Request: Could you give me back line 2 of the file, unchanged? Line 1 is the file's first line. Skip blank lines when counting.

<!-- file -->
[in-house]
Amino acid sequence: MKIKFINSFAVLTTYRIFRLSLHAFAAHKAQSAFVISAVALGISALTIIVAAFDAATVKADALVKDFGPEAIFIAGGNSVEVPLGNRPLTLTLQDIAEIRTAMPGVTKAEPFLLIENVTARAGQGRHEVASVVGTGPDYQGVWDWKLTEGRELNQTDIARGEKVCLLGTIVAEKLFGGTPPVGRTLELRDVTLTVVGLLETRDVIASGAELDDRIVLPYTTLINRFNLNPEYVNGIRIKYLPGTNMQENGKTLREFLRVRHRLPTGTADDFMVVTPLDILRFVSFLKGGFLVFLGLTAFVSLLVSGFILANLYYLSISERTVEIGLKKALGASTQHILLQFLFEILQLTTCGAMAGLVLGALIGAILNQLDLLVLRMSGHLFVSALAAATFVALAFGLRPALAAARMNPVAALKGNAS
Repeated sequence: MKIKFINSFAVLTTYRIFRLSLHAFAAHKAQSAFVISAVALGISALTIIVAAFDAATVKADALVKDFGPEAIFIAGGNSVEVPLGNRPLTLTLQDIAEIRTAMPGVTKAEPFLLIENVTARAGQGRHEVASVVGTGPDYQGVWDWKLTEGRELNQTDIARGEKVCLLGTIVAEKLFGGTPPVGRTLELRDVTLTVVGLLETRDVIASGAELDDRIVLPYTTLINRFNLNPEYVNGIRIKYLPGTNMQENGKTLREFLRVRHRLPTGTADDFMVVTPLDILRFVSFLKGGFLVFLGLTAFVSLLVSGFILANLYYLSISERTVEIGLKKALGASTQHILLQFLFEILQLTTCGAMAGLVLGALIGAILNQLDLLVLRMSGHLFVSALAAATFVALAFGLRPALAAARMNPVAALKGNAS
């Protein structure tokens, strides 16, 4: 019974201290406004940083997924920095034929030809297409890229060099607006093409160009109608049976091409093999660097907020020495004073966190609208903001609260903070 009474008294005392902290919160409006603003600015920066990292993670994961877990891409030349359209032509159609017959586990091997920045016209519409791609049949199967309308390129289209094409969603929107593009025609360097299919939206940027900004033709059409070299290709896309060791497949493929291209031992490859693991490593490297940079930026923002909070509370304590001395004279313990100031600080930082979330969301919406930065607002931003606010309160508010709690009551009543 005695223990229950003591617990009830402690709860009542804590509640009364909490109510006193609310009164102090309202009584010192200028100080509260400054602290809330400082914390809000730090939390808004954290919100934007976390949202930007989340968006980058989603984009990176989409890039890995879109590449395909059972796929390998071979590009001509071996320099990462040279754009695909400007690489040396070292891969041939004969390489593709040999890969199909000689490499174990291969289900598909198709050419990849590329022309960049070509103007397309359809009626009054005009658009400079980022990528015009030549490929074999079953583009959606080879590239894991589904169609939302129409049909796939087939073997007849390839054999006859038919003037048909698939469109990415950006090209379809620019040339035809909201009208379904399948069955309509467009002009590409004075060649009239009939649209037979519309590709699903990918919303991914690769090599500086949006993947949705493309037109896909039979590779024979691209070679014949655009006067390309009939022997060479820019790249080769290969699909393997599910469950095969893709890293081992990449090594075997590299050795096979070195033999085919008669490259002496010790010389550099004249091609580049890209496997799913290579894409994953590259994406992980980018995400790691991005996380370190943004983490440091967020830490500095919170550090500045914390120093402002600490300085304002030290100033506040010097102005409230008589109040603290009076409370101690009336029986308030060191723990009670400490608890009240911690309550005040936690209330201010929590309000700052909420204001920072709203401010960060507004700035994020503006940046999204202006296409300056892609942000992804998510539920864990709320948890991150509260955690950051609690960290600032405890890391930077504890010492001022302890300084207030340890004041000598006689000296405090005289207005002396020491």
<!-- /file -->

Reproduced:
Amino acid sequence: MKIKFINSFAVLTTYRIFRLSLHAFAAHKAQSAFVISAVALGISALTIIVAAFDAATVKADALVKDFGPEAIFIAGGNSVEVPLGNRPLTLTLQDIAEIRTAMPGVTKAEPFLLIENVTARAGQGRHEVASVVGTGPDYQGVWDWKLTEGRELNQTDIARGEKVCLLGTIVAEKLFGGTPPVGRTLELRDVTLTVVGLLETRDVIASGAELDDRIVLPYTTLINRFNLNPEYVNGIRIKYLPGTNMQENGKTLREFLRVRHRLPTGTADDFMVVTPLDILRFVSFLKGGFLVFLGLTAFVSLLVSGFILANLYYLSISERTVEIGLKKALGASTQHILLQFLFEILQLTTCGAMAGLVLGALIGAILNQLDLLVLRMSGHLFVSALAAATFVALAFGLRPALAAARMNPVAALKGNAS